Training and Development of your employees is a key factor in remaining competitive. Not only does it keep you up-to-speed technologically with your competitors, but it also gives you the edge when recruiting or retaining employees. strategic HR inc. provides a variety of resources to offer you the best in training programs to keep you on the leading edge. Visit our Training and Development page to learn how we can assist you with your training and development.

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Setting Guidelines for Celebrating Halloween in the Workplace


With Halloween right around the corner, we’d like to allow our employees to wear costumes to celebrate Halloween in the workplace but we are worried it could get out of hand. Do we need to have some kind of guidelines?


As you may have seen, some schools have migrated away from celebrating Halloween to having a Fall Harvest celebration.  For some, Halloween represents the celebration of Satan. To others, Halloween is just a fun holiday where we dress up and “trick or treat”.  The real meaning behind Halloween was to wear costumes to ward off ghosts and over time became All Hallows Eve or the day before All Saints Day in honor of the saints.

All that said, the festivities of Halloween can be a fun team and morale boosting event in your office – dressing up, decorating your work station, or sharing treats.  While it still may only be one day, ensuring you set some guidelines for your employees to know what is okay to wear in the workplace on Halloween can help minimize problems.

Awareness: Not everyone may be comfortable in participating in the festivities and some may even find the holiday offensive.  You won’t want to make participation mandatory as it could actually create morale issues. Keep it fun and voluntary.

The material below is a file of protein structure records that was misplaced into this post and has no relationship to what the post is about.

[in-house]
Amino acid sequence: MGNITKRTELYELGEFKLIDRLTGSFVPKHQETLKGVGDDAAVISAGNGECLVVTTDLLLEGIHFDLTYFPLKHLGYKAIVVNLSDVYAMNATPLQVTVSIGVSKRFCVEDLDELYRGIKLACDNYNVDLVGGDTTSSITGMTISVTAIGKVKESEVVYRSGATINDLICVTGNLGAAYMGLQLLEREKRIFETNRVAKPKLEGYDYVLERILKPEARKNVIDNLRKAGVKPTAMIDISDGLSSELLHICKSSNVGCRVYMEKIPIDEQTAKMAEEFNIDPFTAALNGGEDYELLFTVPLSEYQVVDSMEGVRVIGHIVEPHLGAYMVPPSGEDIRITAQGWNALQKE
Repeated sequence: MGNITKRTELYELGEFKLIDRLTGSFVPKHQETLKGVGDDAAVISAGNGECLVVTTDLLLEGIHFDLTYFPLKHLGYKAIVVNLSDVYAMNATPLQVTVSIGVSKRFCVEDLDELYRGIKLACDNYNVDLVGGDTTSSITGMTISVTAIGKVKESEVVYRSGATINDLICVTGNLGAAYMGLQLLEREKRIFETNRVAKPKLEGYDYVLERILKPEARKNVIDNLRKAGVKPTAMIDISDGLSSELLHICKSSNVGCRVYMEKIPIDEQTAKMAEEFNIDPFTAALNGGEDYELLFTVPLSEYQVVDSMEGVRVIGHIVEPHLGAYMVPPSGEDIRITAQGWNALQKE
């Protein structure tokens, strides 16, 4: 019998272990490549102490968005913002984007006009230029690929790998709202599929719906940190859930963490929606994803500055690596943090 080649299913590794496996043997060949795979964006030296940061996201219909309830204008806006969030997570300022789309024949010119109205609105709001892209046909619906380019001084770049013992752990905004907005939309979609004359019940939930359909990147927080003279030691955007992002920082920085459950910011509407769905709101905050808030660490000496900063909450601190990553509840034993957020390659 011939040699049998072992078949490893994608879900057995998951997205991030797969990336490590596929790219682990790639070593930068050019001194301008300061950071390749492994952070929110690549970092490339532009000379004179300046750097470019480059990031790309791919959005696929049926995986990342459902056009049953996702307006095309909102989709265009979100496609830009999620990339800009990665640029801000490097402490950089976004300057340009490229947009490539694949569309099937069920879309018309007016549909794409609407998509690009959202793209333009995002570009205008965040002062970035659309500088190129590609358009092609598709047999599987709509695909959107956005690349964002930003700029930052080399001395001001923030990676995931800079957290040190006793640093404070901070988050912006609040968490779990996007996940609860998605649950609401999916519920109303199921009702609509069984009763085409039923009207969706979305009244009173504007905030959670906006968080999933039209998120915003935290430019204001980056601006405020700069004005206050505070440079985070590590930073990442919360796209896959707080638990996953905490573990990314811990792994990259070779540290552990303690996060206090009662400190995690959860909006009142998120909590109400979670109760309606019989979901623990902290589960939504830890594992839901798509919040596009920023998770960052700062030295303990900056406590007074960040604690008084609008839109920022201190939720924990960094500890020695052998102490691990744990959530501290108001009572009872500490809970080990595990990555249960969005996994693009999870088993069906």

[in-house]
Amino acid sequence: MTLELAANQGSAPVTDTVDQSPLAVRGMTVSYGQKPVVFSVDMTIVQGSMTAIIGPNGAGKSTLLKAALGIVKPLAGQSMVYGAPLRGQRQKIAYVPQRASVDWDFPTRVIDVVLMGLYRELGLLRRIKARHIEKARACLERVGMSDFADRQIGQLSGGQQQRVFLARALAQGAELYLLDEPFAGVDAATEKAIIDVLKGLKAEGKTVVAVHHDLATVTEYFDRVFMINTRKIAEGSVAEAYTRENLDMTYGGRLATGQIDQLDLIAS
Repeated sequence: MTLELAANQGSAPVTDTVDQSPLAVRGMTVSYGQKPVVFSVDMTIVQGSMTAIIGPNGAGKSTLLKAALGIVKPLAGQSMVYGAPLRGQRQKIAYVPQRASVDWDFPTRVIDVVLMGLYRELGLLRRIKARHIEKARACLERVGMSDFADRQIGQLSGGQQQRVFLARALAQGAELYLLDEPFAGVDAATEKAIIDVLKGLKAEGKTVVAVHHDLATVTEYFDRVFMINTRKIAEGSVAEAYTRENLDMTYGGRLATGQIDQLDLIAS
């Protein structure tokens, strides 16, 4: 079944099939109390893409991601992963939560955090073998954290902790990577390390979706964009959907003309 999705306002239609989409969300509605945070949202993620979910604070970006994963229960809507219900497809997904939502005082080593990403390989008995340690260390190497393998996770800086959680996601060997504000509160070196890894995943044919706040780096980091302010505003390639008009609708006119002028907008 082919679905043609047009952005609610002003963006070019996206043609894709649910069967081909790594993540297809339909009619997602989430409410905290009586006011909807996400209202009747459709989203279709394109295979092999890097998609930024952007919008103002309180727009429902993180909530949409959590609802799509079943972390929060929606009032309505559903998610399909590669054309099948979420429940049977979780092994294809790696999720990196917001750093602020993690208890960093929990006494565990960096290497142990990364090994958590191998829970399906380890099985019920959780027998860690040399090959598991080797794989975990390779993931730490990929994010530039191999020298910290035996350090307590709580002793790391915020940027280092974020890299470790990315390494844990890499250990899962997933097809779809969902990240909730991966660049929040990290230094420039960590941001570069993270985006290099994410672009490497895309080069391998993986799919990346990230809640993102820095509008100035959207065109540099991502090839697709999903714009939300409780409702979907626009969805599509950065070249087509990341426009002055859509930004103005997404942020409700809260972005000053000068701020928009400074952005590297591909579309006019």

Culture: The culture of your organization will also impact how you handle the festivities.  How will your customers (i.e. corporate, kids, techie) respond to costumes when they interact with you for the day?

Families: Is this a holiday that would allow you to include your employees’ family? Perhaps it is a chance for the kids to come to work and trick or treat the different workstations or departments. Or maybe you have an evening bonfire with hayrides through a pumpkin patch.

Harassment: Be sure your guidelines to dress up for Halloween at the office include reminding employees of the company harassment policy.  All costumes need to be G rated to minimize hostile or harassment perceptions. Consider sharing with employees what they shouldn’t do (See 5 Rules for Celebrating Halloween at Work). As mentioned in a SHRM article, “according to a national labor and employment law attorney, who says employers could be held liable for problems resulting from Halloween garb that is sexually provocative, carries a political or social message or is just plain inappropriate for workers interacting with colleagues and clients.” Just because it is a holiday does not excuse employees from doing anything in violation of the company harassment policy.